You have probably heard of this scam before: a con artist calls up potential victims, claiming to be an IRS agent and demanding immediate payment of a supposed tax bill. Perhaps you have even received one of these scam calls yourself.
As we said in this blog recently, real IRS agents rarely initiate contact with taxpayers over the phone. But scammers like to prey on the fears of the uninformed. In some parts of the country, they are using technology to further disguise themselves and scare people into thinking they are getting threatened by the police.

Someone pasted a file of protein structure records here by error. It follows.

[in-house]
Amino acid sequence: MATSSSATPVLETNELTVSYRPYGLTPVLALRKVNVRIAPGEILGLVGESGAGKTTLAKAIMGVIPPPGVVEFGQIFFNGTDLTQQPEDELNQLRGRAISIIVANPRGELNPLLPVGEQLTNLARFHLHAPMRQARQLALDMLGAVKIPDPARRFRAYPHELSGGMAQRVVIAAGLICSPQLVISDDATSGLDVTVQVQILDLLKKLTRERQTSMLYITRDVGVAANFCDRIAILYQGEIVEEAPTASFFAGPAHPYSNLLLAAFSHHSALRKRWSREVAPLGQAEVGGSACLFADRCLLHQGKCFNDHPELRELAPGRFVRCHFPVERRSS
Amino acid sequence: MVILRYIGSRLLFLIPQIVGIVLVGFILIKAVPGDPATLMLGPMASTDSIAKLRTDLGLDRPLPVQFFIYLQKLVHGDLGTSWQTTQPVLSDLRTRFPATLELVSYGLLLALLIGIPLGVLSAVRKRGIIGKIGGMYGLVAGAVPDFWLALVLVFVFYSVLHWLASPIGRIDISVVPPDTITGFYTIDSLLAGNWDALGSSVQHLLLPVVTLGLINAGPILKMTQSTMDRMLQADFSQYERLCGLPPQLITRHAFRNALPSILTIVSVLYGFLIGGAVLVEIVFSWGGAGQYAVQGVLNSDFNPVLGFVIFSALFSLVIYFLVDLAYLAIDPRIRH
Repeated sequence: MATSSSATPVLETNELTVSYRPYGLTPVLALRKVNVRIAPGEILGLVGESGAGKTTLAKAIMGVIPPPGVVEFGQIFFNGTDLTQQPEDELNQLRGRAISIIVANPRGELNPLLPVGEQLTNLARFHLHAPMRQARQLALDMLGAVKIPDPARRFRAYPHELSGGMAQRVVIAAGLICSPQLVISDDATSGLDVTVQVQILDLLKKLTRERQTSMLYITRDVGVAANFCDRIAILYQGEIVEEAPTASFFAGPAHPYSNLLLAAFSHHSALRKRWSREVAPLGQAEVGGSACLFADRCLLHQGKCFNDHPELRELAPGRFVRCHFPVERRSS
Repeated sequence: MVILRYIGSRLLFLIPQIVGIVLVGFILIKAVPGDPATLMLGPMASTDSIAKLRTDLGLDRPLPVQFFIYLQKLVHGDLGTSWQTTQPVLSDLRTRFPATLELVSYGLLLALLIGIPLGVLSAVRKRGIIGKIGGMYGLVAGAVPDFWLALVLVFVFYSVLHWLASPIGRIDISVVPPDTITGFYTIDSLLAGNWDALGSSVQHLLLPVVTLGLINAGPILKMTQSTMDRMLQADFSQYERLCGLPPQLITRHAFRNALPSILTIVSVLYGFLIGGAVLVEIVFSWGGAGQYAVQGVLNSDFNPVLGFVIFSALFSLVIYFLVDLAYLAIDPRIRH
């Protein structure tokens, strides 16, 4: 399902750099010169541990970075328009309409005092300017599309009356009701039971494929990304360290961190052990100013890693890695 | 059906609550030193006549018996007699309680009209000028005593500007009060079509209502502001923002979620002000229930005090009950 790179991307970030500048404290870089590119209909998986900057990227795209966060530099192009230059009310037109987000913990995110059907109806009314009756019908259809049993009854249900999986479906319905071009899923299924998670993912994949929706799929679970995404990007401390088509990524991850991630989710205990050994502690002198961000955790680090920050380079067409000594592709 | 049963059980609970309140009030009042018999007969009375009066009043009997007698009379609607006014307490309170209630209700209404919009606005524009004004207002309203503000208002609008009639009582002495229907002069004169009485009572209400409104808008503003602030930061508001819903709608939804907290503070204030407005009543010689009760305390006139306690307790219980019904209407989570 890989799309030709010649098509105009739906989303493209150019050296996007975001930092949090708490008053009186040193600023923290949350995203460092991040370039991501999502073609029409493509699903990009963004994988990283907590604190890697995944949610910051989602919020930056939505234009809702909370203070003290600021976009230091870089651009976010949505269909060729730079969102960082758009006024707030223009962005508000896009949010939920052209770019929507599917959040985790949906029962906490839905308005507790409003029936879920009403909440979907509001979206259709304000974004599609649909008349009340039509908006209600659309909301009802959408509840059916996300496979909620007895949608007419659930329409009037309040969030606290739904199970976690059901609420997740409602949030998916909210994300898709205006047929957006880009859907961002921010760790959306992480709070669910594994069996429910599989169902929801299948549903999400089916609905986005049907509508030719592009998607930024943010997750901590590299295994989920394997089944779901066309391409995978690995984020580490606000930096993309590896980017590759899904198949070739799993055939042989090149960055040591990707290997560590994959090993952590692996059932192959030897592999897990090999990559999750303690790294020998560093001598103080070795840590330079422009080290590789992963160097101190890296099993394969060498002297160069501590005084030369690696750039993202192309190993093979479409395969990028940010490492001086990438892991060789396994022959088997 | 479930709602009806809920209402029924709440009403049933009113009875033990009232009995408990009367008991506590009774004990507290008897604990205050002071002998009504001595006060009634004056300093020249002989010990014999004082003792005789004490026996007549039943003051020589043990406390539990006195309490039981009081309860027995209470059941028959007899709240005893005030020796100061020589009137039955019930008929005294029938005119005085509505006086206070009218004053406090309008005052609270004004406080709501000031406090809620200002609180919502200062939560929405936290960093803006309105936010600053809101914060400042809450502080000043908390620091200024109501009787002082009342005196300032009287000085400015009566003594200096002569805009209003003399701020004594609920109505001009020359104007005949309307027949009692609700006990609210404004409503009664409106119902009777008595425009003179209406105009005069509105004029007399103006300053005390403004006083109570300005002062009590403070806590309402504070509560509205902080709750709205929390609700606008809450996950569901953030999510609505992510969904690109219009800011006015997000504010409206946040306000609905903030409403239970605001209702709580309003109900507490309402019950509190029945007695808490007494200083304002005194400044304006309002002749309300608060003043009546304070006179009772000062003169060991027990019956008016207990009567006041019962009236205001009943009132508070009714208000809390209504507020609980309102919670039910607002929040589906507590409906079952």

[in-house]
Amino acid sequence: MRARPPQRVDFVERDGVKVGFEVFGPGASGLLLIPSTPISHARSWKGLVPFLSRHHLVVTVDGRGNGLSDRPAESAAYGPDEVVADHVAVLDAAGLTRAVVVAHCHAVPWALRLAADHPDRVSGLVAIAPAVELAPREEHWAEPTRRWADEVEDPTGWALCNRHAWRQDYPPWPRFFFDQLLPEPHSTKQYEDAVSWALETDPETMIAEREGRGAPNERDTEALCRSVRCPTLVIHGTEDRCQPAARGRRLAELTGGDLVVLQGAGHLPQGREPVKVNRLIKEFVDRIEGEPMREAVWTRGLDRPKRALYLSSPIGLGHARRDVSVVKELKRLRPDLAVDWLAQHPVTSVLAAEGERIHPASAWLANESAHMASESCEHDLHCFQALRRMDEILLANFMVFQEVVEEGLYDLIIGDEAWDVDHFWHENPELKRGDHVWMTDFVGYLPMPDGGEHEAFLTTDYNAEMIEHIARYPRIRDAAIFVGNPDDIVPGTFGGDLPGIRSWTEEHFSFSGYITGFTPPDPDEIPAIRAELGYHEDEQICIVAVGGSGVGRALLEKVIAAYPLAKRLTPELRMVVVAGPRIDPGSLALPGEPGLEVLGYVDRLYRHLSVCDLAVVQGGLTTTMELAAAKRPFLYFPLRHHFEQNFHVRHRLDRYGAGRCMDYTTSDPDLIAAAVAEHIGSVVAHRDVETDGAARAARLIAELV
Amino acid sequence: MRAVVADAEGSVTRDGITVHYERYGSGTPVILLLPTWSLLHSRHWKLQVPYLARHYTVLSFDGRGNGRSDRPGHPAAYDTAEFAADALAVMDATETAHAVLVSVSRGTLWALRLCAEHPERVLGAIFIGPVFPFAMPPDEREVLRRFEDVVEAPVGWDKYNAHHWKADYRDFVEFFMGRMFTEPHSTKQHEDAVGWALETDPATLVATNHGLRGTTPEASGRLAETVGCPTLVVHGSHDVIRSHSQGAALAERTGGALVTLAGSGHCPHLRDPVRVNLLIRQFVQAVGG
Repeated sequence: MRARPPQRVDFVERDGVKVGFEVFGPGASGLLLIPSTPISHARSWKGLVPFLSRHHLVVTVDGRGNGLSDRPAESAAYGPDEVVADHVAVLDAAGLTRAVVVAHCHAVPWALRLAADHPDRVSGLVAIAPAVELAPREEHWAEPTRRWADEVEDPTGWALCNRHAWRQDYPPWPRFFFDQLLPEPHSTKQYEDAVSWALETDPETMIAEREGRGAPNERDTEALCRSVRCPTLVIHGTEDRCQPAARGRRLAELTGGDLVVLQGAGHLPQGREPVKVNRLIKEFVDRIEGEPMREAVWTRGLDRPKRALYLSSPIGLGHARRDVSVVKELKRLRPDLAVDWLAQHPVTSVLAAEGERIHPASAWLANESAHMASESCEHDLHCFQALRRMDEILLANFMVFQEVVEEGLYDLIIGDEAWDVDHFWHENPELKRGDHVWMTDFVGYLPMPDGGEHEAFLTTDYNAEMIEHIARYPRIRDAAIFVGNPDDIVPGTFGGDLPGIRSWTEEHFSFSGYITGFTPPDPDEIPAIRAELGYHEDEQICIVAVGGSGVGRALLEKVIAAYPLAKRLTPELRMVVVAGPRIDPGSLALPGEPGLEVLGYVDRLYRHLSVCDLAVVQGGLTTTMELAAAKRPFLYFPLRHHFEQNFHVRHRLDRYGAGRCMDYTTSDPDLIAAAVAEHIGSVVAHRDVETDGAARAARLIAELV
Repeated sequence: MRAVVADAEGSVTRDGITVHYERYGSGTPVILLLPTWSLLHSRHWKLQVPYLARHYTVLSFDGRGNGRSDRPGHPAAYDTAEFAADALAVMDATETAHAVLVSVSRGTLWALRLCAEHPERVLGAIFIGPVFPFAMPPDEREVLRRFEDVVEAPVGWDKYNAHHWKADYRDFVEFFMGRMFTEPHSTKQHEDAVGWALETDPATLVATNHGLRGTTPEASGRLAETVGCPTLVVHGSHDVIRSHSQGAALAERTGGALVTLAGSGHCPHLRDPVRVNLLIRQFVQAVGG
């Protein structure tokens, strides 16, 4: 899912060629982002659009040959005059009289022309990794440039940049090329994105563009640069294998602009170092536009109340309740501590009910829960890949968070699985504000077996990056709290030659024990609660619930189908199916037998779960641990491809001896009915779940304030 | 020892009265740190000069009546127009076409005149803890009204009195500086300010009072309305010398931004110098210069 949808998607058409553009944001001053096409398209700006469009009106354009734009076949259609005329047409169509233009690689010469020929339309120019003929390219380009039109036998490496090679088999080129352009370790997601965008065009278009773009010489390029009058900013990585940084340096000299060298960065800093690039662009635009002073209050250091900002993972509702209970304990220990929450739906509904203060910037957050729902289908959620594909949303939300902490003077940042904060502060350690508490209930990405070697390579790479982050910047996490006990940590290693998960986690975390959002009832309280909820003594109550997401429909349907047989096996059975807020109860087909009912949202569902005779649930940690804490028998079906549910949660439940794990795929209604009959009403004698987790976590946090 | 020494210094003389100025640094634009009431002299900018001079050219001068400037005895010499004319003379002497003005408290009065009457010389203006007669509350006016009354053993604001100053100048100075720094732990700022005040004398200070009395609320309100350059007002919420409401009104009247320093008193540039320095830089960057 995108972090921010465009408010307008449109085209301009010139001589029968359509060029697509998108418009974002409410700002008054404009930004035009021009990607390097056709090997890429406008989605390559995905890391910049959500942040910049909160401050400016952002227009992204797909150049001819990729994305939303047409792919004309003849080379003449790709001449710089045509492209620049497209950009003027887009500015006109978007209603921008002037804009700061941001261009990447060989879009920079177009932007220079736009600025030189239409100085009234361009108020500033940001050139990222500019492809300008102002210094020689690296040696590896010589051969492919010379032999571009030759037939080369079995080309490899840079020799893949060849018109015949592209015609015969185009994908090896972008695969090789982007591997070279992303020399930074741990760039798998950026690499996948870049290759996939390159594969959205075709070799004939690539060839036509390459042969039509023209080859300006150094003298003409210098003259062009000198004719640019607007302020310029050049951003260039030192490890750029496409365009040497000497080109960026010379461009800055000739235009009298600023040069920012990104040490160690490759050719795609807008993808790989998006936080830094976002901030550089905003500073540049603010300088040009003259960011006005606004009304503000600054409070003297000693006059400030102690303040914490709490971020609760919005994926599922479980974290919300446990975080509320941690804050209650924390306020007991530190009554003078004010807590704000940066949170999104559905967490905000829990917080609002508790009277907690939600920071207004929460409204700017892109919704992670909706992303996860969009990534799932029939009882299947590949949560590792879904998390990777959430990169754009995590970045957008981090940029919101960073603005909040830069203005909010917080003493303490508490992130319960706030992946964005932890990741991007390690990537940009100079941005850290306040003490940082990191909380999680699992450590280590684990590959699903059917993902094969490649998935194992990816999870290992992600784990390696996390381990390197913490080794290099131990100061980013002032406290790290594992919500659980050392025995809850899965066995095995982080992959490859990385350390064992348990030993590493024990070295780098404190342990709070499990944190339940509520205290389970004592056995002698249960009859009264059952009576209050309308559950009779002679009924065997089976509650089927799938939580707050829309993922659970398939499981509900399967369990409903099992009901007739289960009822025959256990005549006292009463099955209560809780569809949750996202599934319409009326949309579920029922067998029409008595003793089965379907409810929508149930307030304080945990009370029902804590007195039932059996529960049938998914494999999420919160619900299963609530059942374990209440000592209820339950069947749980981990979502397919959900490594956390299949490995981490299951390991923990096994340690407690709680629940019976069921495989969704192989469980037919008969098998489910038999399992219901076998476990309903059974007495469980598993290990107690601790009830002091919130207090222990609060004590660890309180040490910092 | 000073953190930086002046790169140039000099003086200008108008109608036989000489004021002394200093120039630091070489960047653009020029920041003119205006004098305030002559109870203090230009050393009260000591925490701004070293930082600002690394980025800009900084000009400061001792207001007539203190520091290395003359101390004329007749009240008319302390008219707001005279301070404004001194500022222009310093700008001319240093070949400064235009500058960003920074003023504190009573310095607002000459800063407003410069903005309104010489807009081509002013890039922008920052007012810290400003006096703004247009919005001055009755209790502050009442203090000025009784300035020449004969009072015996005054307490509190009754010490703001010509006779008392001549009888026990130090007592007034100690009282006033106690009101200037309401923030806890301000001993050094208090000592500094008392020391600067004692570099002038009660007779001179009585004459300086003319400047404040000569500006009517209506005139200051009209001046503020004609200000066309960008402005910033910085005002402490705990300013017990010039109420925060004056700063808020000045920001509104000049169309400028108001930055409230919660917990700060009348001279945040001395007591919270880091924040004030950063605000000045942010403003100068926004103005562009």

ClickOnDetroit.com reports that people in Michigan are getting calls from what appears to be their local police department when they check their caller ID. In fact, authorities say, scammers are using technology to make it appear they are calling from the police station, a trick known as “spoofing.”
For those in Maryland, if you ever get a suspicious call, your first move is not to answer it. But if you do answer and the caller demands immediate payment or sensitive information for a supposed tax bill, resist being manipulated out of fear. If the call seems possibly legit, look into the matter by hanging up and calling the IRS. Don’t use the number the caller gives you, which will just lead you back to the scammers.
If the real IRS contacts you, you may need a tax attorney to help you reach a fair resolution. Taxpayers have rights, and need a lawyer to help them to work with the IRS.